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Do You Think This Girl Is Dressed “Inappropriately?”

posted: 04/16/15
by: TLC

Earlier this month, Erica Edgerly's little sister was sent home from school for wearing a T-shirt and leggings -- and she was NOT happy. According to Orangefield High School in Orange, Texas, Macy Edgerly's outfit violated the school dress code because the side of her shirt was too short. According to the school's dress code, girls' shirts or dresses must come down to at least their finger tips.

Today, my sister was sent home from school for wearing the clothes in the picture below. And I'm sorry but I have to...

Posted by Erica Alyse Edgerly on Thursday, 2 April 2015

But Macy's sister Erica, now a college student, felt that the ruling was ridiculous. Posting a photo of her sister, Edgerly wrote that "how about instead of body shaming women, school systems start teaching 15-18 year old boys to stop degrading women with their eyes and contributing to the rape culture of today's society?" Her Facebook comment went on to say:

"Bottom line, girls cannot go to school in comfortable clothes THAT COVER EVERYTHING because school systems are afraid that hormonal boys won't be able to control their eyes and minds. And that is such a bigger problem than worrying about clothing. No, I do not believe that all boys in middle school/high school degrade young women or sexualize their bodies. That is my point.. this is not an inappropriate outfit, yet some are worried it might be seen that way, so they send girls home to change to try to avoid an issue and THAT is the problem. Not to mention, when you send someone home because of inappropriate clothing, you're taking away from their eduction. So I guess it's more important for boys to not have distractions (even when they're aren't any) than a woman's education. When will people realize how big of an issue this really is?"

The comment quickly gained support online. As of Monday, it has nearly a 100,000 shares. In an interview with local news station KFDM, Erica said that she'd received a lot of emails in support, though she has received a lot of negative feedback, some referring to her as a "dumb feminist."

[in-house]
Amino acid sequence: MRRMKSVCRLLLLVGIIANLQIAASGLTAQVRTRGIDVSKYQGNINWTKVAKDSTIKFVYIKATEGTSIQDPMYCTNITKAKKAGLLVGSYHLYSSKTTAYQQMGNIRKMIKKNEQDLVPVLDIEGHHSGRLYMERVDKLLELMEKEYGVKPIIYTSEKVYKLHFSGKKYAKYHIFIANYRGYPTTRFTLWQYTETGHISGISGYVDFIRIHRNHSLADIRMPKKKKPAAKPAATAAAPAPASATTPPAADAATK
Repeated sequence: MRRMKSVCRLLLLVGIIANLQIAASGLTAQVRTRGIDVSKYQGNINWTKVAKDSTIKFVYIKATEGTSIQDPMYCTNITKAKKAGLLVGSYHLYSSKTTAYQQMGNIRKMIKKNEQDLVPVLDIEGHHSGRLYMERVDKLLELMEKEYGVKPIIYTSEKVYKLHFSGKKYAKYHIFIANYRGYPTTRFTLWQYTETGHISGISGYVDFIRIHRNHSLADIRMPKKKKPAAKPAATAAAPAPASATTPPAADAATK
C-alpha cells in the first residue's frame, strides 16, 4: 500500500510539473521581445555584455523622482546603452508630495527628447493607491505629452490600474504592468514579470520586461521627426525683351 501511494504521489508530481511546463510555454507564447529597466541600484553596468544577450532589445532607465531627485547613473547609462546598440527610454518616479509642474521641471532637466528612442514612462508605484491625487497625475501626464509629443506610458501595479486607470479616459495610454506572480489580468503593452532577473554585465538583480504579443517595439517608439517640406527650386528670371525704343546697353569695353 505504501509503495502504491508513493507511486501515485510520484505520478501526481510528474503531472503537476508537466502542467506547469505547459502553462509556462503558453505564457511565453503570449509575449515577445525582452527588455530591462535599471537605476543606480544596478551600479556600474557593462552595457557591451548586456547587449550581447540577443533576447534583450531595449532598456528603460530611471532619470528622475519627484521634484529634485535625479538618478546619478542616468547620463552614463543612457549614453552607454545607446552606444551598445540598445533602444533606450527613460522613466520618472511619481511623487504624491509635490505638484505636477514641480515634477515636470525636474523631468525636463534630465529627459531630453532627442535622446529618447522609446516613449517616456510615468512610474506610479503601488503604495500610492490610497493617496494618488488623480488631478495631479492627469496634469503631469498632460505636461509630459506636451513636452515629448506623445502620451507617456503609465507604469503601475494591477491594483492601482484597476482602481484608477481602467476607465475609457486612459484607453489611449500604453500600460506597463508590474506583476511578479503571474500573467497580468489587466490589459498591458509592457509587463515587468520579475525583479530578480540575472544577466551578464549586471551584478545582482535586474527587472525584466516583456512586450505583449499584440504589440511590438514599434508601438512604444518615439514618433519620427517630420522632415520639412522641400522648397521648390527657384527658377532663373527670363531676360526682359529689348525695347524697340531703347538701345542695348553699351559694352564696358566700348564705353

Of course, this isn't the first time a girl's clothing has landed her in hot water. Last September, more than 200 young women were given detention at the Tottenville High School in Staten Island, New York, after the school adopted a "dress for success" policy banning tank tops, low-cut blouses, tubes/halter and midriff tops, short skirts, and shorts. Last June, Violet Burkhart was sent home from Central Davidson High School in North Carolina because her dress was deemed too short. Her mother was so incensed by the school's censuring of her daughter's clothing that she wore the same dress to her daughter's high school graduation. And this past October, Niles Community Schools in Niles, Michigan, banned leggings and yoga pants unless they're covered by a long shirt or skirt because they're deemed "distracting." In all cases, these were dress code changes that only affected girls.

What do you think? Are these dress code rules meant to help young women learn? Or are they just a way to police what girls wear? Tell us in the comments!